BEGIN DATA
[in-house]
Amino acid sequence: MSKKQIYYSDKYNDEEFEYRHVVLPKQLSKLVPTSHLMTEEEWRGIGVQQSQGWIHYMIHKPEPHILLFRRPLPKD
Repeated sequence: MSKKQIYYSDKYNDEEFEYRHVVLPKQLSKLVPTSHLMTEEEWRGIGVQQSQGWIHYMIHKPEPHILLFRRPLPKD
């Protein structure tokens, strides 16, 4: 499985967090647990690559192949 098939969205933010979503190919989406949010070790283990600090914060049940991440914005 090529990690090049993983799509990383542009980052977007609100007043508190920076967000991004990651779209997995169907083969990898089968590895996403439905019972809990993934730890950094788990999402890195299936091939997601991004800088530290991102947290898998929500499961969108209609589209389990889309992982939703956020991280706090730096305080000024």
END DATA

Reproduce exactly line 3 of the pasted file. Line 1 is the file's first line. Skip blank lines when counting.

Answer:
Repeated sequence: MSKKQIYYSDKYNDEEFEYRHVVLPKQLSKLVPTSHLMTEEEWRGIGVQQSQGWIHYMIHKPEPHILLFRRPLPKD